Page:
Anyway, with a needle and thread, and my Embellisher I set out to accomplish that which I wasn't sure I could do. Why is no one surprised I used leaves for this? The only thing I brought with me on this trip in the way of something to work with was this leaf imprint. [It would have had to work no matter what the theme!!].
I had a lot of fun shopping for the 'ingredients' and this is what I came up with.
I started with black felt, layered some cheesecloth and texturized with the felting needles.Then I layered some Fun Fur yarn to resemble branches on a HUGE tree. I hand
stitched in a large stitch to mark out the branch lines. Then I felted again. One the leaf, [check the 6th picture in the Misc. photo album] I colored with Prismacolor pencils where the copper paint didn't fill in. Then I added sparkle tulle and felted like crazy to a white felt. I cut it out, hand stitched down the center and texturized the veins with the felting needles, then went around the edge to secure. I hand sewed the smaller leaves and beads on. The top piece of fabric is felted on as well.
It is my intent to leave the fraying parts beyond the felt when I can properly finish it.
I heard there was a new snowfall overnight where I live, so hence the white and those few leaves that 'hang on'. It measures about 8 x 7 or so.
Looking forward to your comments.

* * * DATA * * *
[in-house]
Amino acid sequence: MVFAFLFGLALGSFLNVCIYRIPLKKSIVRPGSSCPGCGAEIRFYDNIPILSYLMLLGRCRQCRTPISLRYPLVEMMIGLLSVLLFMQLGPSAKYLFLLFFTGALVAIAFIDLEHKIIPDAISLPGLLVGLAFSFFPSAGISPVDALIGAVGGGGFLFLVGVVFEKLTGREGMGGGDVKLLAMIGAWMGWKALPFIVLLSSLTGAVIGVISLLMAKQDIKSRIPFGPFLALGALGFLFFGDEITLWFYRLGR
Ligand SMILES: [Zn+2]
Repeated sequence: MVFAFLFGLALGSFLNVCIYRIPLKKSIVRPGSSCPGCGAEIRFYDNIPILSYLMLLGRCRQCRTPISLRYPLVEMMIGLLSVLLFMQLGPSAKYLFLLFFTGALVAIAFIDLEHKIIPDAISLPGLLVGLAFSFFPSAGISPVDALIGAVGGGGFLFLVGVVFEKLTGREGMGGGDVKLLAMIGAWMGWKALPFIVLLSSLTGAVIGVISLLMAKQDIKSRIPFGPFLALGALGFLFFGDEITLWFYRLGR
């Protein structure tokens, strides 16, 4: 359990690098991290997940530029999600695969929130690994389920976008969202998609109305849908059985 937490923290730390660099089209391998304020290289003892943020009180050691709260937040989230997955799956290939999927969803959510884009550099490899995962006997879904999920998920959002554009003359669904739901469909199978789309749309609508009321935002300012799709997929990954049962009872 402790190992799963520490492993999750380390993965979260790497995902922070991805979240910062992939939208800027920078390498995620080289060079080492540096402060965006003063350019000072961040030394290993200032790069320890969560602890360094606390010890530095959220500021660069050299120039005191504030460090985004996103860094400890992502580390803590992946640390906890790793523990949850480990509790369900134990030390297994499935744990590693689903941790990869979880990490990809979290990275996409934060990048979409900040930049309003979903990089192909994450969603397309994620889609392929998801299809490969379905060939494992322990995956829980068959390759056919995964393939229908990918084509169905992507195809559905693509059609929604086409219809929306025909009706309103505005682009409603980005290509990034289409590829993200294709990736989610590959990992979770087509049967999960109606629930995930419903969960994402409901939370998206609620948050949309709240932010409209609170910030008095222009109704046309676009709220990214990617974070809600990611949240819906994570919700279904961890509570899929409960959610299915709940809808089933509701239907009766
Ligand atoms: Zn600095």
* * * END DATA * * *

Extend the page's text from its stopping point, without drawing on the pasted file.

Monday, November 26, 2007
As many have noted, this challenge was quite, um, challenging! I chose to take the idea of exaggerated scale in the foreground. The background is a photo transfer on silk from a photo I took in NY a few weeks ago. The leaves are fused from some silk I dyed this summer and free motion quilted with gold silk thread.
I think I was heading in the right direction, but I am not totally satisfied with the results. I never know what to do with a photo transfer (as in how to quilt it, etc.). I quilted some texture on the background leaves but left the water alone. I also think the placement or size of the larger leaves is a little off somehow.
But, totally unintended, I think I somewhat captured the effect of backlighting that I have been wanting to portray in a quilt for the longest time! Thanks, Ann, for a great challenge idea! As always I welcome any comments or suggestions.
I further challenged myself not to draw things out or use patterns, but just to cut my fabric freehand and use collage techniques. I did use a rotary cutter for the fence posts but no measuring! The pieces were pinned to the batting and backing and I thread painted and quilted at once. This really speeded up the process for me.
Sunday, November 25, 2007
Saturday, November 24, 2007
I took the cactus photo's proportions as the starting point and went from there. I was interested in using the Fibonnaci sequence so just about all the measurements started as 1, 2, 3, 5, 8, or 13 inches; then things happened and the end result isn't exactly those, but are what looked good to my eye.